With that in mind, use the double up method. Basically, any recipe that would freeze well and you already know you (and your family like), double-up on when you are making it next. It will most likely only take a few more minutes of your time, and you end up with double the food for your effort. I used to do this a lot, and I need to get back into it as it just makes sense to do.

5. Make a growing recipe list

The other thing that ended up derailing my freezer meal project was my changing dietary needs (we found out that one of my daughters and I have multiple food sensitivities). What this meant was that my list of freezer meals no longer worked well for us as I worked on learning new recipes. I now have plenty of meals worked out that would be easy to freeze, I just need to keep a running list of our favorite freezer friendly meals as a reference! Overtime, you can continue to add to your list, so that you have a wide range of meals that you can easily freeze.

6. Freeze components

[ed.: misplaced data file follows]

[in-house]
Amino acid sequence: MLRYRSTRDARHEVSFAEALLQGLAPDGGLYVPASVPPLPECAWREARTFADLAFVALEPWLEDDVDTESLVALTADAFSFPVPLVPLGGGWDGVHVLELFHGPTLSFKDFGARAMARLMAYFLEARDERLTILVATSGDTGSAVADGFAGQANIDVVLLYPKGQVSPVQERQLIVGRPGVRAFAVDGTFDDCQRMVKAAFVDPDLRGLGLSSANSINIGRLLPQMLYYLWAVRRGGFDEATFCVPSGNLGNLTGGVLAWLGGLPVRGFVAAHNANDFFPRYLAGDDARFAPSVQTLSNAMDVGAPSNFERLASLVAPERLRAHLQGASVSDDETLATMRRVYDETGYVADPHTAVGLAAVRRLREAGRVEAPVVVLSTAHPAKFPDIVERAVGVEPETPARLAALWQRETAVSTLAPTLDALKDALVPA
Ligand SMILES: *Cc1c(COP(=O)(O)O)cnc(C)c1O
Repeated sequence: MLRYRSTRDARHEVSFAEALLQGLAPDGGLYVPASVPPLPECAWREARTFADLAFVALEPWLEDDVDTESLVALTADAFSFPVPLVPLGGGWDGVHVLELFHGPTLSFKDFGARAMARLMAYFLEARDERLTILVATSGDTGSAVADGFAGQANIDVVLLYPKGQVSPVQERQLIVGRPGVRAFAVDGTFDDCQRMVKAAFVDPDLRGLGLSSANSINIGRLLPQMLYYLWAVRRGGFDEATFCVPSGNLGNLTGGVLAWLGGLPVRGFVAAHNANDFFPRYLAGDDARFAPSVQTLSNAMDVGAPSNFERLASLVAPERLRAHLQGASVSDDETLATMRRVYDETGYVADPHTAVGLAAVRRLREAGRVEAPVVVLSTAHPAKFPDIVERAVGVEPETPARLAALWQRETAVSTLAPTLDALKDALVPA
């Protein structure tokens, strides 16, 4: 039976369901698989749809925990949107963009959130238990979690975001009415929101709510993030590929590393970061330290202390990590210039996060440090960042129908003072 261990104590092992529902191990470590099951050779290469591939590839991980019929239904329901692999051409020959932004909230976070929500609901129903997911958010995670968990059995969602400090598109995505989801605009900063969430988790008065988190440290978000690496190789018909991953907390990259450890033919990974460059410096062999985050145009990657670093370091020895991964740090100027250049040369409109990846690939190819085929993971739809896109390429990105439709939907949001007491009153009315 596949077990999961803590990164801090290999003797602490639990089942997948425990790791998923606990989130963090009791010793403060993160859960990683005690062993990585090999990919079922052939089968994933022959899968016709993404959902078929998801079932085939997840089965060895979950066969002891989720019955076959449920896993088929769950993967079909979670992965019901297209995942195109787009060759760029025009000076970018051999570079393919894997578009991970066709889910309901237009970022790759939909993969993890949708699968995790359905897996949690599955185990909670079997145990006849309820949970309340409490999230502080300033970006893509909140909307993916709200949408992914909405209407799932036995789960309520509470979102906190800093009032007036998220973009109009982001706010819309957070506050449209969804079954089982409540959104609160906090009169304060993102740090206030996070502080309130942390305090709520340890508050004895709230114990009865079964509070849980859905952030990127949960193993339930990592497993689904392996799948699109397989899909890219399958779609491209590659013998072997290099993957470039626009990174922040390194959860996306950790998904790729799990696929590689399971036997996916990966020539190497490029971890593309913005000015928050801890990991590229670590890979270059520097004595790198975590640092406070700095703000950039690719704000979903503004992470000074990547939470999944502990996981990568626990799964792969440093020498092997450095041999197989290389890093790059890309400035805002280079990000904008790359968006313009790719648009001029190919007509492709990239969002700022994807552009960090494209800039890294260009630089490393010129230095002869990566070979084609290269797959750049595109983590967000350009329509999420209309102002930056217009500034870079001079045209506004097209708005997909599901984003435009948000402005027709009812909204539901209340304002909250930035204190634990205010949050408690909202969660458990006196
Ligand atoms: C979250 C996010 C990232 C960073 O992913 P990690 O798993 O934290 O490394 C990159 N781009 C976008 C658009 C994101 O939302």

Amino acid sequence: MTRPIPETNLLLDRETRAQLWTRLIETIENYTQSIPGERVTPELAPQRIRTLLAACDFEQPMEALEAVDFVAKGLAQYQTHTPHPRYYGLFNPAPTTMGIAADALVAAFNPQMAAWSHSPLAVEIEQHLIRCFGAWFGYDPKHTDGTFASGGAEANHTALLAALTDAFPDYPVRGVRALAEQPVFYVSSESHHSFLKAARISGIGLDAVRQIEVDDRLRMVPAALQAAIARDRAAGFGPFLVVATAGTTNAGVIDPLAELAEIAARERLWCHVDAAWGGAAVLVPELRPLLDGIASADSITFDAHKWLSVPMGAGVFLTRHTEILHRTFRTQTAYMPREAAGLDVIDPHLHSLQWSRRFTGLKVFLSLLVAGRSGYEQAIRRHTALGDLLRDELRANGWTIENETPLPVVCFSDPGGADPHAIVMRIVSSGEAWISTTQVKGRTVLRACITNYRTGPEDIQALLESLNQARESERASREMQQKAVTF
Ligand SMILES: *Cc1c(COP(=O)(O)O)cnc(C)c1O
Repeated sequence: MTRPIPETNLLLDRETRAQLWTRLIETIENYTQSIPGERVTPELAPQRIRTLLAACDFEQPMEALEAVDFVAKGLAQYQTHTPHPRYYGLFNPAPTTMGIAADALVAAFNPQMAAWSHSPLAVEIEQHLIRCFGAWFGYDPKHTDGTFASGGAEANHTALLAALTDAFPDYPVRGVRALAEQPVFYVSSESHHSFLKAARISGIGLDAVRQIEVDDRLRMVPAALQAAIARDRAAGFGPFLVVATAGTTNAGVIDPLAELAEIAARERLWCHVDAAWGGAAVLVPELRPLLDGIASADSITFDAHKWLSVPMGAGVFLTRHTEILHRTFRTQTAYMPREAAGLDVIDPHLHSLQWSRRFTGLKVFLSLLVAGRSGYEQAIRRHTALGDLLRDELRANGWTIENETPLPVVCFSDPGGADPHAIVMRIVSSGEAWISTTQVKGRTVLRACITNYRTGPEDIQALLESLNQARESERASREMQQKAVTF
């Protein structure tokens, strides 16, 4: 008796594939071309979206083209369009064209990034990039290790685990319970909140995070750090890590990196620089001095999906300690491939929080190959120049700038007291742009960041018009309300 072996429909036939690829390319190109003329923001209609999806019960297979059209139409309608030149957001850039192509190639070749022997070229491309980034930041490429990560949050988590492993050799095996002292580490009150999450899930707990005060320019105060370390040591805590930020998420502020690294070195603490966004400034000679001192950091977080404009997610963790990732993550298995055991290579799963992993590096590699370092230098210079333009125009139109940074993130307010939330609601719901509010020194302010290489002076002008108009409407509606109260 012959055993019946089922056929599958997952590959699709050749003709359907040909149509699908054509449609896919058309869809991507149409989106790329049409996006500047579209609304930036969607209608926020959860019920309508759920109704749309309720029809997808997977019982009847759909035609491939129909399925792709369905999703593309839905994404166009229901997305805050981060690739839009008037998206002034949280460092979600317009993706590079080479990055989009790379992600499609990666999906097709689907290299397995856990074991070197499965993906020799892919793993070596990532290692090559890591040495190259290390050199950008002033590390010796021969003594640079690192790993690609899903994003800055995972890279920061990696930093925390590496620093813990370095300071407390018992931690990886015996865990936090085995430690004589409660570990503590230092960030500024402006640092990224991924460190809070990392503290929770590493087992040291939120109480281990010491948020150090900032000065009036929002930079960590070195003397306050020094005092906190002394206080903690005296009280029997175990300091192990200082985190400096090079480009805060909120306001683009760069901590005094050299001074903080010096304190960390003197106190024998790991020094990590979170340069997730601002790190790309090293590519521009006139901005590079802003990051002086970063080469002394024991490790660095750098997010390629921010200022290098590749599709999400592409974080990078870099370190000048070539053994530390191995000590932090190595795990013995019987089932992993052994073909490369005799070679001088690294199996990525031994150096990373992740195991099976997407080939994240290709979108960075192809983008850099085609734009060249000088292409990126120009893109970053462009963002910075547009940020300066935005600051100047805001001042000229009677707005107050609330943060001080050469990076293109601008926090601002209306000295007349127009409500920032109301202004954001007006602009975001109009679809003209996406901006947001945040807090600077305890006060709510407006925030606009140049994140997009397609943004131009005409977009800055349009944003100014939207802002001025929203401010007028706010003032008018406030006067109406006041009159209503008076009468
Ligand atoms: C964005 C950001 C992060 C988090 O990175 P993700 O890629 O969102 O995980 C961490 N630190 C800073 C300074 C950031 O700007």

But don’t feel that you need to freeze whole meals. Freeze components as well! Meats with marinades, homemade broths, sauces, unbaked doughs, chopped vegetables for starting soups, cooked beans, and more are some of the simple components you can freeze for an easier meal start-up in the future. Some methods aim for not having to cook a single dish in the near future. But it can be really simple to start a pot of rice, and reheat a frozen chicken curry. So don’t feel that you have to have every single component of the meal frozen. In fact, I’d encourage you to get out of that mindset as so many fresh vegetables don’t freeze well, and need a little prep work. This type of method can also help when working with small freezer spaces. Just freeze the things that take the most time to make (such as the chicken curry, instead of the rice).